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Miles Davis (1926 - 1991)
Lifespan: 1926 - 1991
Related: American music - jazz - bebop - jazz fusion
Bitches Brew (1969) - Miles Davis [Amazon.com] [FR] [DE] [UK]
"Bitches Brew also pioneered the application of the studio as a musical instrument, featuring stacks of edits and studio effects that were an integral part of the music. Even though it sounded like an old-style studio registration of a bunch of guys playing some amazing stuff, large sections of it relied heavily on studio technology to create a fantasy that never was. Miles and his producer, the legendary Teo Macero, used the recording studio in radical new ways, especially in the title track and the opening track, "Pharaoh's Dance".
Miles Davis (May 26, 1926 - September 28, 1991), one of the most influential and innovative musicians of the twentieth century, was an American jazz trumpeter, bandleader, and composer.
Davis was at the forefront of almost every major development of jazz after the Second World War. He played on some of the important early bebop records, the first cool jazz records were recorded under his name, he was largely responsible for the development of modal jazz, and jazz fusion arose from Davis's bands of the late sixties and early seventies and the musicians who worked with him. Free jazz was the only postwar style hardly affected by Davis, although some musicians from his bands later pursued this style. His recordings, along with the live performances of his many influential bands, were vital in jazz's increased acceptance as music with lasting artistic value. A popularizer as well as an innovator, Davis became famous for both his languid, melodic style and his laconic and at times confrontational personality. As an increasingly well-paid and fashionably-dressed jazz musician, Davis was also a symbol of the music's commercial potential.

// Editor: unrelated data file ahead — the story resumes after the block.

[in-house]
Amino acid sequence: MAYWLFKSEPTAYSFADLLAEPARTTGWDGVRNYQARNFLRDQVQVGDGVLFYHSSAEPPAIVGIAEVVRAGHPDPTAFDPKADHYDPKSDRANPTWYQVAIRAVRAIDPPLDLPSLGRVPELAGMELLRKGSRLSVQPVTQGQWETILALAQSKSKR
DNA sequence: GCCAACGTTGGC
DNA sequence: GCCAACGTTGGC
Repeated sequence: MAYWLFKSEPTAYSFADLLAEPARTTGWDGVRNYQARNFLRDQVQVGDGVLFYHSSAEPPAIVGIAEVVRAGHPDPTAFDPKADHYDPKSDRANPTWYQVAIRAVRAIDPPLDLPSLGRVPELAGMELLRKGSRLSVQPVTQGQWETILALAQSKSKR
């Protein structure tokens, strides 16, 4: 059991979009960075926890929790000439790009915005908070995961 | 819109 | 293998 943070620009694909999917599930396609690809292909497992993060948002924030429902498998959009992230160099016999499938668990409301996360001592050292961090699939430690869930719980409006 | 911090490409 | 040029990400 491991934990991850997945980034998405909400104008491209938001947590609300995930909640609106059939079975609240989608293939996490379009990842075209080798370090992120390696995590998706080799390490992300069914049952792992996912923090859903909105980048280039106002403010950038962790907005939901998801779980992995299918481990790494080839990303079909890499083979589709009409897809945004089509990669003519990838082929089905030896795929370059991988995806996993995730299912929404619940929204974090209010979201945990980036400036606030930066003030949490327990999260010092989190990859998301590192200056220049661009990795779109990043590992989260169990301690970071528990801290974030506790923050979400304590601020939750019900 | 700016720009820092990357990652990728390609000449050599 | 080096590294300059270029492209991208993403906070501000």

Davis was in a line of jazz trumpeters that started with Buddy Bolden and ran through Joe "King" Oliver, Louis Armstrong, Roy Eldridge, and Dizzy Gillespie. He has been compared to Duke Ellington as a musical innovator: both were skillful players on their instruments but were not considered technical virtuosos. Ellington's main strength was as a composer and leader of a large band, while Davis had a talent for drawing together talented musicians in small groups and allowing them space to develop. Most of the major figures in postwar jazz played in one of Davis's groups at some point in their career. --http://en.wikipedia.org/wiki/Miles_Davis [May 2005]
Miles Davis, Teo Macero and Bitches Brew (1969)
Teo Macero is a jazz saxophonist and record producer.
He began his career as a performer, recording a few albums, and briefly joining Charles Mingus.
Macero found greater fame as a jazz record producer for Columbia Records. He had a long and especially fruitful partnership with Miles Davis.
Recently, Macero returned to performing, playing saxophone on DJ Logic's Project Logic. --http://en.wikipedia.org/wiki/Teo_Macero [Feb 2005]
Bitches Brew and post-production
Some might argue Teo Macero deserves much of the credit for Bitches Brew. His contributions were sometimes controversial, certainly important, and perhaps invaluable.